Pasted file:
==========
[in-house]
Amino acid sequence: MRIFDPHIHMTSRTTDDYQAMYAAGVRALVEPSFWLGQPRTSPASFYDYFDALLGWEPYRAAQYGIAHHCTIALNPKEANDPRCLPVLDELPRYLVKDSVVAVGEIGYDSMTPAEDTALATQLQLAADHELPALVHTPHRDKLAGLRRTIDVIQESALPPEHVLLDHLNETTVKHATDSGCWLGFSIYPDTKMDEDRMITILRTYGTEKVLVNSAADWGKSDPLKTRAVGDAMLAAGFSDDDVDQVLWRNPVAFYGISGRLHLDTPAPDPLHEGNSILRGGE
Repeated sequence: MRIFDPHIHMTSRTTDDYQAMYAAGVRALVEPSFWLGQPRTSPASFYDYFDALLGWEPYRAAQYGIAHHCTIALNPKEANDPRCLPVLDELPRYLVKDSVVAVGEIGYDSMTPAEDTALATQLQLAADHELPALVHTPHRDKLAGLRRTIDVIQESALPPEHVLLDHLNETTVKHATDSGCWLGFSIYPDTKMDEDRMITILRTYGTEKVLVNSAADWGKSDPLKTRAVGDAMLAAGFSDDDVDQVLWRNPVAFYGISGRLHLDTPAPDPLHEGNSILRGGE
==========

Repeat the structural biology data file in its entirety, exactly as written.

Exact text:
[in-house]
Amino acid sequence: MRIFDPHIHMTSRTTDDYQAMYAAGVRALVEPSFWLGQPRTSPASFYDYFDALLGWEPYRAAQYGIAHHCTIALNPKEANDPRCLPVLDELPRYLVKDSVVAVGEIGYDSMTPAEDTALATQLQLAADHELPALVHTPHRDKLAGLRRTIDVIQESALPPEHVLLDHLNETTVKHATDSGCWLGFSIYPDTKMDEDRMITILRTYGTEKVLVNSAADWGKSDPLKTRAVGDAMLAAGFSDDDVDQVLWRNPVAFYGISGRLHLDTPAPDPLHEGNSILRGGE
Repeated sequence: MRIFDPHIHMTSRTTDDYQAMYAAGVRALVEPSFWLGQPRTSPASFYDYFDALLGWEPYRAAQYGIAHHCTIALNPKEANDPRCLPVLDELPRYLVKDSVVAVGEIGYDSMTPAEDTALATQLQLAADHELPALVHTPHRDKLAGLRRTIDVIQESALPPEHVLLDHLNETTVKHATDSGCWLGFSIYPDTKMDEDRMITILRTYGTEKVLVNSAADWGKSDPLKTRAVGDAMLAAGFSDDDVDQVLWRNPVAFYGISGRLHLDTPAPDPLHEGNSILRGGE